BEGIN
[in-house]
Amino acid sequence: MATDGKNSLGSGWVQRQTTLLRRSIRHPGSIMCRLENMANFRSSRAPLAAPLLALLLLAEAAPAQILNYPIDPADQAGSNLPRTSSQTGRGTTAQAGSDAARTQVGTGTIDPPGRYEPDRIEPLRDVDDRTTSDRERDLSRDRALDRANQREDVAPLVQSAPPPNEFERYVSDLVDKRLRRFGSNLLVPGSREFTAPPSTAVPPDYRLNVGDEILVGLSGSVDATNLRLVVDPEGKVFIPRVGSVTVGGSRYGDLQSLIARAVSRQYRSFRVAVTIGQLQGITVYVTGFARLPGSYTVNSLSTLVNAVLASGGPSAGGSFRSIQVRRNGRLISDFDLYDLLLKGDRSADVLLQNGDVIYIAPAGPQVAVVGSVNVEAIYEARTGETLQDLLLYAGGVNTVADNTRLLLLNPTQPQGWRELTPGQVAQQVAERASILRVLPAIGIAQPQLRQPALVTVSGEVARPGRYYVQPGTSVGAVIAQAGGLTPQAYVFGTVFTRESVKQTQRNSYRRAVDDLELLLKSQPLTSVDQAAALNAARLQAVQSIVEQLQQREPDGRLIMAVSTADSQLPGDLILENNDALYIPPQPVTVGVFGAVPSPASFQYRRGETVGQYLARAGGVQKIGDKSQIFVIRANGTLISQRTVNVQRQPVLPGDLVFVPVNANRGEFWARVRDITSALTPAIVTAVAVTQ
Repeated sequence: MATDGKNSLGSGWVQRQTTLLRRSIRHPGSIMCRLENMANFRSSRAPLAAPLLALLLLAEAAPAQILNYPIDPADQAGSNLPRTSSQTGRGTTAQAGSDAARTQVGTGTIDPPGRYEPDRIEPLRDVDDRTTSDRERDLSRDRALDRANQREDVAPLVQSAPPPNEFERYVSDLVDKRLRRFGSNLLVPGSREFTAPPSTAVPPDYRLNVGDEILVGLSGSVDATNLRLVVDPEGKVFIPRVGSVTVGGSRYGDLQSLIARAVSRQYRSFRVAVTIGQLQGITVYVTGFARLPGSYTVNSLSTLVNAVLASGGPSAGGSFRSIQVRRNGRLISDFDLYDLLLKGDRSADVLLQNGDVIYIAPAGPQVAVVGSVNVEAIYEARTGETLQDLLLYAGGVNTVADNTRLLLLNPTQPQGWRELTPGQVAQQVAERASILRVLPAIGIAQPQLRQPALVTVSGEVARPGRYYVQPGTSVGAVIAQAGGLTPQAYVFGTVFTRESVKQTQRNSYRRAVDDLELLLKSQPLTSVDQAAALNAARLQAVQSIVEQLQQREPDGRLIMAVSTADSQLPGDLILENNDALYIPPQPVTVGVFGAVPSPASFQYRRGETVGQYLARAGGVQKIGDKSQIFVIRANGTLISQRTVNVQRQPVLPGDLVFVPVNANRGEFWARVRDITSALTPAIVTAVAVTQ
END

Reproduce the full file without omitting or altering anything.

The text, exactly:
[in-house]
Amino acid sequence: MATDGKNSLGSGWVQRQTTLLRRSIRHPGSIMCRLENMANFRSSRAPLAAPLLALLLLAEAAPAQILNYPIDPADQAGSNLPRTSSQTGRGTTAQAGSDAARTQVGTGTIDPPGRYEPDRIEPLRDVDDRTTSDRERDLSRDRALDRANQREDVAPLVQSAPPPNEFERYVSDLVDKRLRRFGSNLLVPGSREFTAPPSTAVPPDYRLNVGDEILVGLSGSVDATNLRLVVDPEGKVFIPRVGSVTVGGSRYGDLQSLIARAVSRQYRSFRVAVTIGQLQGITVYVTGFARLPGSYTVNSLSTLVNAVLASGGPSAGGSFRSIQVRRNGRLISDFDLYDLLLKGDRSADVLLQNGDVIYIAPAGPQVAVVGSVNVEAIYEARTGETLQDLLLYAGGVNTVADNTRLLLLNPTQPQGWRELTPGQVAQQVAERASILRVLPAIGIAQPQLRQPALVTVSGEVARPGRYYVQPGTSVGAVIAQAGGLTPQAYVFGTVFTRESVKQTQRNSYRRAVDDLELLLKSQPLTSVDQAAALNAARLQAVQSIVEQLQQREPDGRLIMAVSTADSQLPGDLILENNDALYIPPQPVTVGVFGAVPSPASFQYRRGETVGQYLARAGGVQKIGDKSQIFVIRANGTLISQRTVNVQRQPVLPGDLVFVPVNANRGEFWARVRDITSALTPAIVTAVAVTQ
Repeated sequence: MATDGKNSLGSGWVQRQTTLLRRSIRHPGSIMCRLENMANFRSSRAPLAAPLLALLLLAEAAPAQILNYPIDPADQAGSNLPRTSSQTGRGTTAQAGSDAARTQVGTGTIDPPGRYEPDRIEPLRDVDDRTTSDRERDLSRDRALDRANQREDVAPLVQSAPPPNEFERYVSDLVDKRLRRFGSNLLVPGSREFTAPPSTAVPPDYRLNVGDEILVGLSGSVDATNLRLVVDPEGKVFIPRVGSVTVGGSRYGDLQSLIARAVSRQYRSFRVAVTIGQLQGITVYVTGFARLPGSYTVNSLSTLVNAVLASGGPSAGGSFRSIQVRRNGRLISDFDLYDLLLKGDRSADVLLQNGDVIYIAPAGPQVAVVGSVNVEAIYEARTGETLQDLLLYAGGVNTVADNTRLLLLNPTQPQGWRELTPGQVAQQVAERASILRVLPAIGIAQPQLRQPALVTVSGEVARPGRYYVQPGTSVGAVIAQAGGLTPQAYVFGTVFTRESVKQTQRNSYRRAVDDLELLLKSQPLTSVDQAAALNAARLQAVQSIVEQLQQREPDGRLIMAVSTADSQLPGDLILENNDALYIPPQPVTVGVFGAVPSPASFQYRRGETVGQYLARAGGVQKIGDKSQIFVIRANGTLISQRTVNVQRQPVLPGDLVFVPVNANRGEFWARVRDITSALTPAIVTAVAVTQ